Monday, 30 October 2017


Two nights ago, just before the cold snap arrived, I found this attractive pair on the cowl of the dew-covered moth trap. The lower one is a fine male Feathered Thorn, one of a small number of moths which fly at this time of year and are equipped with the equivalent of a gaberdine to keep them cosy.

The smaller moth is a Juniper Carpet, a relatively infrequent visitor and one of a handful of local moths which have yet to visit the supreme expert Dave Wilton, who runs the Upper Thames Moths blog to which I so often refer.

Here it is, above, after fluttering off rather weakly, when I removed the cowl, and getting only as far as the lawn. I tempted it on to the leaf below, and so you can see its delicate but much less-patterned underwings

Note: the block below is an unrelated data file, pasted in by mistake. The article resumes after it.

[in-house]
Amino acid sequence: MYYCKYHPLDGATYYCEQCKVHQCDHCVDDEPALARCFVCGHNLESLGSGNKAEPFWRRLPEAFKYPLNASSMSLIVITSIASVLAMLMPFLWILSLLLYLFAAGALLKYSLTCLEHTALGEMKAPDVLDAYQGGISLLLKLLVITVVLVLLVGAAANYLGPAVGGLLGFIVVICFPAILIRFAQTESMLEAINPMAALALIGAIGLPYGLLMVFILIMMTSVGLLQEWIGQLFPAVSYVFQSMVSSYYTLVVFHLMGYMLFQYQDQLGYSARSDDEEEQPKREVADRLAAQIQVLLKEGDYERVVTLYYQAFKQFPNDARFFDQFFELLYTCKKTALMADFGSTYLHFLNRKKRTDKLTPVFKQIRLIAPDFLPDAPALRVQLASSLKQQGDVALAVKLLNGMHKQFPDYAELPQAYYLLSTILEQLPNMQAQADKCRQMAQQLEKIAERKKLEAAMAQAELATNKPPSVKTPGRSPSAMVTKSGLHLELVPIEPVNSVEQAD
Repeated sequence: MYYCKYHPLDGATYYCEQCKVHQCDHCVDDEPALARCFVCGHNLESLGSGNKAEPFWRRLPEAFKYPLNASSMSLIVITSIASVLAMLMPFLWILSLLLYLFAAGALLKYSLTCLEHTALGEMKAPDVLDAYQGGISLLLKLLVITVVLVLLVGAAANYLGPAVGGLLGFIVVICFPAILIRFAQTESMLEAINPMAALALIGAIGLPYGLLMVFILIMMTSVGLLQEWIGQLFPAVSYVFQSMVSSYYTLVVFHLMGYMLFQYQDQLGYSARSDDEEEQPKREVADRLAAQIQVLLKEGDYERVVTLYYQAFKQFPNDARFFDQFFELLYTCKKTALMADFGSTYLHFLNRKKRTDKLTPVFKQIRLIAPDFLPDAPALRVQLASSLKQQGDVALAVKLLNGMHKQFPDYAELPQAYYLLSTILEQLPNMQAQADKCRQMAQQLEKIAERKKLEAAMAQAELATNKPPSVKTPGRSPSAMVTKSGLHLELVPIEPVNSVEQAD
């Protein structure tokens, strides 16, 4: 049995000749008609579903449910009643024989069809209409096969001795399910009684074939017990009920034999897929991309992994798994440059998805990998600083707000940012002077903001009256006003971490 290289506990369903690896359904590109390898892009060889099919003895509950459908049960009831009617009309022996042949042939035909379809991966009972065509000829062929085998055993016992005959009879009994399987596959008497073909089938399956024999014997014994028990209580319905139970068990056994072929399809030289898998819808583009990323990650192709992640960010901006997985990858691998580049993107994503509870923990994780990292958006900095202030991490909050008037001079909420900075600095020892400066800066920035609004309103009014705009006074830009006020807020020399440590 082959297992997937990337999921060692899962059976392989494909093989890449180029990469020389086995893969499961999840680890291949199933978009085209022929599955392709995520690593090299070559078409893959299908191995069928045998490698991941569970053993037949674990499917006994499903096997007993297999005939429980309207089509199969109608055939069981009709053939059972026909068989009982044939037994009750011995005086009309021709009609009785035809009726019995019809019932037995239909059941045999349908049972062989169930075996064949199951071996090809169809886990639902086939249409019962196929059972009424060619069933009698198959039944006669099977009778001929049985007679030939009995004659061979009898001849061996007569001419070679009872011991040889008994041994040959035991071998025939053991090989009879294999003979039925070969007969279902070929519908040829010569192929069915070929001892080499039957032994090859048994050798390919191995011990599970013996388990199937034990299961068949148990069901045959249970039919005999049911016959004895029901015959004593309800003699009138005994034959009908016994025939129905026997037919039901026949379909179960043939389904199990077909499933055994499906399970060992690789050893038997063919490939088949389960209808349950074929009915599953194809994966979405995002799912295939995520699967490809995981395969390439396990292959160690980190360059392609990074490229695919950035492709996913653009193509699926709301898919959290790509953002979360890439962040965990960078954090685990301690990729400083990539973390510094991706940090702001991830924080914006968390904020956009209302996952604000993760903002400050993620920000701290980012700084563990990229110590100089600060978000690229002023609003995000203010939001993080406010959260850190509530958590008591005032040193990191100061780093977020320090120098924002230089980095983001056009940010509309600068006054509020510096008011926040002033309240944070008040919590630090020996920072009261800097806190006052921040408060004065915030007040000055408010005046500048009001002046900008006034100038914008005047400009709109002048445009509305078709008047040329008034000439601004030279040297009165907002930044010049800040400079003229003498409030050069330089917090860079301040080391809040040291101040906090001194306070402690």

Another agreeable arrival was the Satellite, below, with its little versions of a lunar landing pod boldly marked on each wing. Meanwhile, last night saw our first frost of the autumn, so only the hardiest moths will be out and about between now and the Spring.

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